Advertising Nutella Sugar

Nutella dodges ad ban following complaints over Zoella and Alfie Deyes YouTube promotion


By Sam Bradley | Senior Reporter

July 3, 2018 | 4 min read

Nutella has ducked an ad ban from the Advertising Standards Authority (ASA), following complaints about a series of paid social posts from YouTubers Zoe Sugg and Alfie Deyes promoting the hazelnut spread.

Nutella and Zoella have escaped an ad ban from the ASA.

The ads included a YouTube video called 'Nutella Breakfast Party'

The watchdog investigated the promotions using new rules governing advertising for products high in fat, salt or sugar (HFSS), after receiving complaints that the ads targeted children.

The ads included a YouTube video called 'Nutella Breakfast Party', two tweets from Deye's Pointless Blog Twitter account and an Instagram post from Zoella (Sugg).

Zoella's Instagram post featured an array of cakes and pastries alongside three jars of Nutella, and was posted to celebrate ‘#WorldNutellaDay’.

Although the complainants suggested that the ads would fall foul of new Committees of Advertising Practice (CAP) guidelines on HFSS foods, the ASA ruled that the social channels of Zoella and PointlessBlog didn't contain content or themes likely to appeal to under 16s.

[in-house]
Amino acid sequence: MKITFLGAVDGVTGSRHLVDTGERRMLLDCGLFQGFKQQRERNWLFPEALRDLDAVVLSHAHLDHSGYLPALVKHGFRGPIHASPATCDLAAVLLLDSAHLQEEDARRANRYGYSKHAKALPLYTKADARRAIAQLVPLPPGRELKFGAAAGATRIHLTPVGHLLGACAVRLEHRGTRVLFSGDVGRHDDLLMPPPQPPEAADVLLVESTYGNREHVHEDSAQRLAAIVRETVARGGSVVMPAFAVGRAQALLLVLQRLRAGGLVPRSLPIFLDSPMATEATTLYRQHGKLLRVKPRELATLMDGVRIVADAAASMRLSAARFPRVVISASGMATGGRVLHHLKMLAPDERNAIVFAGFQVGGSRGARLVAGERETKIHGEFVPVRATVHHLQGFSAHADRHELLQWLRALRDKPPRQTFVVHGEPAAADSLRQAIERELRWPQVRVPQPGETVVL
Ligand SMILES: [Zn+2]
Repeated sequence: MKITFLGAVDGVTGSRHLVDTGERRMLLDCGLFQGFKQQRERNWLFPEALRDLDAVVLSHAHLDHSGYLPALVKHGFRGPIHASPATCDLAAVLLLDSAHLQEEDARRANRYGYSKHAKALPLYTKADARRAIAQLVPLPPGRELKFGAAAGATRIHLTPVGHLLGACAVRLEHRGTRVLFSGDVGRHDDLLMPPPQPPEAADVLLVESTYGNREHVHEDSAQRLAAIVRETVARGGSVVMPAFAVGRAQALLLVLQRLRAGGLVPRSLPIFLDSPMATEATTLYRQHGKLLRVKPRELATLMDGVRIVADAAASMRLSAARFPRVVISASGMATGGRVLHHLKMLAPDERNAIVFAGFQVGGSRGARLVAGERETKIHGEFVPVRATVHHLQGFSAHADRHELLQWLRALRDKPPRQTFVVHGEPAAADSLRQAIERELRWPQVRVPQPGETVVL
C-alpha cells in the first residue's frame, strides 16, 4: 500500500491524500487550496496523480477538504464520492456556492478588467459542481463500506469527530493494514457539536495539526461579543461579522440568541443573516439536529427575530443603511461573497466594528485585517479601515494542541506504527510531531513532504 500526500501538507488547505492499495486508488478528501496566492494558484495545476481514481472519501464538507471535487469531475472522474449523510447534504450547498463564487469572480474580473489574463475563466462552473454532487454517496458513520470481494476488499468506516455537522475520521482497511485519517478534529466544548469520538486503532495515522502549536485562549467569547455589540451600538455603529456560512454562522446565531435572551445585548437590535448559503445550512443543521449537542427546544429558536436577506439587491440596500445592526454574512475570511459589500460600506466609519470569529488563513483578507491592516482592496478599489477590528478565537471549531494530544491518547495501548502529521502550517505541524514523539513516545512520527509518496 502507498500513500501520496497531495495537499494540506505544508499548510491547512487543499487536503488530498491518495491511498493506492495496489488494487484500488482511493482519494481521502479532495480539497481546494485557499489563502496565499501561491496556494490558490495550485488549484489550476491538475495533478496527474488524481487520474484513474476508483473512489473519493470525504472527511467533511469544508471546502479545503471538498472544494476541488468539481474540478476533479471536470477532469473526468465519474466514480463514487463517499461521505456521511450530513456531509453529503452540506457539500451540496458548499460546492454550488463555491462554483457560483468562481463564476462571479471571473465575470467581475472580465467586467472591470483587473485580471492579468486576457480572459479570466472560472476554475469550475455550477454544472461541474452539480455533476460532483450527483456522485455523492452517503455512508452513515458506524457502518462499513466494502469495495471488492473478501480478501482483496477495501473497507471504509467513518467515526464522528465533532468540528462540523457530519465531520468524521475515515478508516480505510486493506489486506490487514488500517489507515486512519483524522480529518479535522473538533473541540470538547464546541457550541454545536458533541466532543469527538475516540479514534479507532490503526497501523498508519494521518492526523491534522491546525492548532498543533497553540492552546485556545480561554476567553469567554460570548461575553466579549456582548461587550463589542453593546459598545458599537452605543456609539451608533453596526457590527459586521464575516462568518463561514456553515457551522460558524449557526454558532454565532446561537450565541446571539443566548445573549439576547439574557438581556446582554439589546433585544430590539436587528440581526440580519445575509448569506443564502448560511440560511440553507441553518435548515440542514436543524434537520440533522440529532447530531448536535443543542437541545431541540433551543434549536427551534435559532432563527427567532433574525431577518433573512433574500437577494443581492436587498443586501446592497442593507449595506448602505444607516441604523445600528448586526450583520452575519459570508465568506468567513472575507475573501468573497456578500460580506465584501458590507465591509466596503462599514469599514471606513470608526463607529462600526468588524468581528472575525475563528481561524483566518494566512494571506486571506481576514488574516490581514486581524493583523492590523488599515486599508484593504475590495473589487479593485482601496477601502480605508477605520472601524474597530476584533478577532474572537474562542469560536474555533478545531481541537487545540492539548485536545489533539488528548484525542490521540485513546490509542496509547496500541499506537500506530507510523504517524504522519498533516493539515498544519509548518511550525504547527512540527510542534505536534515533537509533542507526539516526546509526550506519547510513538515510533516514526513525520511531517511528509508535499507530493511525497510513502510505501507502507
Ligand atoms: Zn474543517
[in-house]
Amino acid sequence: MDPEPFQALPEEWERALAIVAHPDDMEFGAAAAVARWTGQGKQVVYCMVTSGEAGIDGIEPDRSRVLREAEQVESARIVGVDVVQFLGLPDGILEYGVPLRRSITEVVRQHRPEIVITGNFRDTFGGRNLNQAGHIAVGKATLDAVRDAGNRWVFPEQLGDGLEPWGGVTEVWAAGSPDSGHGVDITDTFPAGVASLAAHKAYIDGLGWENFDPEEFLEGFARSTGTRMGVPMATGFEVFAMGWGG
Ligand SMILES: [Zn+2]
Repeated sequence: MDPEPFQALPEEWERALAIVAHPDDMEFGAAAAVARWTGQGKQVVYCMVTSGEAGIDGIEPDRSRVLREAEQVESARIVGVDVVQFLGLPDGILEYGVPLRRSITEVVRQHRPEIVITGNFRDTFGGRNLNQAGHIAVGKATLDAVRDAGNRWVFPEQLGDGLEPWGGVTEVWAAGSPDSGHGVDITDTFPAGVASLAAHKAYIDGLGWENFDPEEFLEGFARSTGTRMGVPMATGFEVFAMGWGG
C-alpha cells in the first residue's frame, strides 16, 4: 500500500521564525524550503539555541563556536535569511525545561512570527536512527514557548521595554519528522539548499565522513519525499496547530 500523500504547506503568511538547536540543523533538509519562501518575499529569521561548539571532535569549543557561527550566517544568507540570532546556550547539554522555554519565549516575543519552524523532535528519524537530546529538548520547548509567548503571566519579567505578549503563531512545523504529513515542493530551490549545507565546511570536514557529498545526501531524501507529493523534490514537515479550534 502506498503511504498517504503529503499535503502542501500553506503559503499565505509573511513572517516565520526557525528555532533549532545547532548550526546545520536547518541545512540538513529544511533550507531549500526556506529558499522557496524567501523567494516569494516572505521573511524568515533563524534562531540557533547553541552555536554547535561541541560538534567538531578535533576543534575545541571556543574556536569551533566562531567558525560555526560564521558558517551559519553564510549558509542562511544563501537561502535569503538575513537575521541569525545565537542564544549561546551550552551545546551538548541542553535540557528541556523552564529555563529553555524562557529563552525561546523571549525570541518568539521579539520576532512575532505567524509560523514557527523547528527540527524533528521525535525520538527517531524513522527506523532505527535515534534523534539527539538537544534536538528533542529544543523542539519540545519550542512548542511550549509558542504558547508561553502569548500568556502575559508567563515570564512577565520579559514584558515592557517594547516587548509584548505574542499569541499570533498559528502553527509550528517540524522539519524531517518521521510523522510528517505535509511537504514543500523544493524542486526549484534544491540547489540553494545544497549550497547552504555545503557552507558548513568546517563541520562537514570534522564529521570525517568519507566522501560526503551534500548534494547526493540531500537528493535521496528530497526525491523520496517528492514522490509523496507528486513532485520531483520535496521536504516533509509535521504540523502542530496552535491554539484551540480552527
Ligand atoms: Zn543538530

New CAP rules state: “HFSS product ads must not be directed at children through the selection of media or the context in which they appeared and that no medium should be used to advertise HFSS products if more than 25% of its audience was under the age of 16”.

However the watchdog said that “less than 25% of PointlessBlog’s registered UK subscriber base… were registered as being under 18 and an even smaller proportion were under 16.”

Ferrero UK, which owns the Nutella brand, said that it only picked vloggers and influencers for World Nutella Day whose audience demographic did not exceed the amount of under-16s permitted by CAP rules. It said that it had provided “clear guidelines” stated in their contracts “to proactively guide them” to create content that did not violate advertising rules.

The ASA said that Ferrero, and its association with PointlessBlog and Zoella, did not breach the advertising Code. It said: “We considered that Ferrero, in association with PointlessBlog and Zoella, had taken reasonable steps to target the ads appropriately.”

Meanwhile, the ASA banned ads from Cadbury's and Chewits which fell foul of the updated HFSS rules.

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